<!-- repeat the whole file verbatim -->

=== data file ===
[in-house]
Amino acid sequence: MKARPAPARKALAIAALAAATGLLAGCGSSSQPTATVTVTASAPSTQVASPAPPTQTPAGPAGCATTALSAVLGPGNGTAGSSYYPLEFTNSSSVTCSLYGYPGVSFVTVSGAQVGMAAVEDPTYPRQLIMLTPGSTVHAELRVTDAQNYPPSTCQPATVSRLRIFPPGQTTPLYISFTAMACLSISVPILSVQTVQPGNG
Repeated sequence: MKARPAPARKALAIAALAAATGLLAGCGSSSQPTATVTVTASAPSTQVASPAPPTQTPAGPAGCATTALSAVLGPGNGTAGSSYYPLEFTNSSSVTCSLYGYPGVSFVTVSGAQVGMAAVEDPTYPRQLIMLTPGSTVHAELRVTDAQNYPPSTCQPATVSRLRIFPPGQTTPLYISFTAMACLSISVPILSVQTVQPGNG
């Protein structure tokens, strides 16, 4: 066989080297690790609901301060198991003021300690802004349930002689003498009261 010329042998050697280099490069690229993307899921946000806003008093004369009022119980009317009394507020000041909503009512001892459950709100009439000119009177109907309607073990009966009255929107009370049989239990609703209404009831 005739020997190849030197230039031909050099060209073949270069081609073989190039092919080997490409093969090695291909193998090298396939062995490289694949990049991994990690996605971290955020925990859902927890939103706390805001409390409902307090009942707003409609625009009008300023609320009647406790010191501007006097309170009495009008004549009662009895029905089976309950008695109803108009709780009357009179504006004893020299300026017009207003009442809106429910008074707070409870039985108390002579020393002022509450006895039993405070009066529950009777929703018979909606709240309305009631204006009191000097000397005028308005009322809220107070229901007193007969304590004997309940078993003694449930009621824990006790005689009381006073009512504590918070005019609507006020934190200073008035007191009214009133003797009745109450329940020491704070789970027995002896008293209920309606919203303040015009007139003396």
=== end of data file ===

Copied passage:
[in-house]
Amino acid sequence: MKARPAPARKALAIAALAAATGLLAGCGSSSQPTATVTVTASAPSTQVASPAPPTQTPAGPAGCATTALSAVLGPGNGTAGSSYYPLEFTNSSSVTCSLYGYPGVSFVTVSGAQVGMAAVEDPTYPRQLIMLTPGSTVHAELRVTDAQNYPPSTCQPATVSRLRIFPPGQTTPLYISFTAMACLSISVPILSVQTVQPGNG
Repeated sequence: MKARPAPARKALAIAALAAATGLLAGCGSSSQPTATVTVTASAPSTQVASPAPPTQTPAGPAGCATTALSAVLGPGNGTAGSSYYPLEFTNSSSVTCSLYGYPGVSFVTVSGAQVGMAAVEDPTYPRQLIMLTPGSTVHAELRVTDAQNYPPSTCQPATVSRLRIFPPGQTTPLYISFTAMACLSISVPILSVQTVQPGNG
């Protein structure tokens, strides 16, 4: 066989080297690790609901301060198991003021300690802004349930002689003498009261 010329042998050697280099490069690229993307899921946000806003008093004369009022119980009317009394507020000041909503009512001892459950709100009439000119009177109907309607073990009966009255929107009370049989239990609703209404009831 005739020997190849030197230039031909050099060209073949270069081609073989190039092919080997490409093969090695291909193998090298396939062995490289694949990049991994990690996605971290955020925990859902927890939103706390805001409390409902307090009942707003409609625009009008300023609320009647406790010191501007006097309170009495009008004549009662009895029905089976309950008695109803108009709780009357009179504006004893020299300026017009207003009442809106429910008074707070409870039985108390002579020393002022509450006895039993405070009066529950009777929703018979909606709240309305009631204006009191000097000397005028308005009322809220107070229901007193007969304590004997309940078993003694449930009621824990006790005689009381006073009512504590918070005019609507006020934190200073008035007191009214009133003797009745109450329940020491704070789970027995002896008293209920309606919203303040015009007139003396």